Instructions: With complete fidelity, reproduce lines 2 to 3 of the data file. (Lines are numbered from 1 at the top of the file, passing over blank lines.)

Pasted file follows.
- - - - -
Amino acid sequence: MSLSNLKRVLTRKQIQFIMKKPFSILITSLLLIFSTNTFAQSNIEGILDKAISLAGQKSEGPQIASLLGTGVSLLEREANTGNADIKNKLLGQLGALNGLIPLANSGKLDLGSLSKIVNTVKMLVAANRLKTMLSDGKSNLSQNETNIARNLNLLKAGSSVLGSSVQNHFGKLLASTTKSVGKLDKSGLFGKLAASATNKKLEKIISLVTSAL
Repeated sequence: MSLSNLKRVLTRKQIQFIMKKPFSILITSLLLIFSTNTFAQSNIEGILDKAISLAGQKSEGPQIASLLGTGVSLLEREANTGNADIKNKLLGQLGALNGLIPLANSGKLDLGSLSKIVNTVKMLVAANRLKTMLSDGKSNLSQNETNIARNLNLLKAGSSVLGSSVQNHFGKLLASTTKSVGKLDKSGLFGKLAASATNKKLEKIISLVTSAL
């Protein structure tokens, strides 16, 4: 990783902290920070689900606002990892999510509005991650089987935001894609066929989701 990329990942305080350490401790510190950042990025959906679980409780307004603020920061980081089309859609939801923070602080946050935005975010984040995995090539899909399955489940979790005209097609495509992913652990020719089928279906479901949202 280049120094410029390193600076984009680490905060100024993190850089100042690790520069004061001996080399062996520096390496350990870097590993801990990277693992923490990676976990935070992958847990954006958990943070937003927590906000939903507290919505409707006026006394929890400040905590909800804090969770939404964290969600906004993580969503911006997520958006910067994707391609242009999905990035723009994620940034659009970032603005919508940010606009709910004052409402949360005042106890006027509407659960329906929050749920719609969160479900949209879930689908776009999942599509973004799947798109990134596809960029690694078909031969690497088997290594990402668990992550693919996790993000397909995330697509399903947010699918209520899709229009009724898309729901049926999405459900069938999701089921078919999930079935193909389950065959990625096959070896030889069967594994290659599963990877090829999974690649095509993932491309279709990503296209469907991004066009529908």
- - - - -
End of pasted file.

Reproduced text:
Repeated sequence: MSLSNLKRVLTRKQIQFIMKKPFSILITSLLLIFSTNTFAQSNIEGILDKAISLAGQKSEGPQIASLLGTGVSLLEREANTGNADIKNKLLGQLGALNGLIPLANSGKLDLGSLSKIVNTVKMLVAANRLKTMLSDGKSNLSQNETNIARNLNLLKAGSSVLGSSVQNHFGKLLASTTKSVGKLDKSGLFGKLAASATNKKLEKIISLVTSAL
């Protein structure tokens, strides 16, 4: 990783902290920070689900606002990892999510509005991650089987935001894609066929989701 990329990942305080350490401790510190950042990025959906679980409780307004603020920061980081089309859609939801923070602080946050935005975010984040995995090539899909399955489940979790005209097609495509992913652990020719089928279906479901949202 280049120094410029390193600076984009680490905060100024993190850089100042690790520069004061001996080399062996520096390496350990870097590993801990990277693992923490990676976990935070992958847990954006958990943070937003927590906000939903507290919505409707006026006394929890400040905590909800804090969770939404964290969600906004993580969503911006997520958006910067994707391609242009999905990035723009994620940034659009970032603005919508940010606009709910004052409402949360005042106890006027509407659960329906929050749920719609969160479900949209879930689908776009999942599509973004799947798109990134596809960029690694078909031969690497088997290594990402668990992550693919996790993000397909995330697509399903947010699918209520899709229009009724898309729901049926999405459900069938999701089921078919999930079935193909389950065959990625096959070896030889069967594994290659599963990877090829999974690649095509993932491309279709990503296209469907991004066009529908």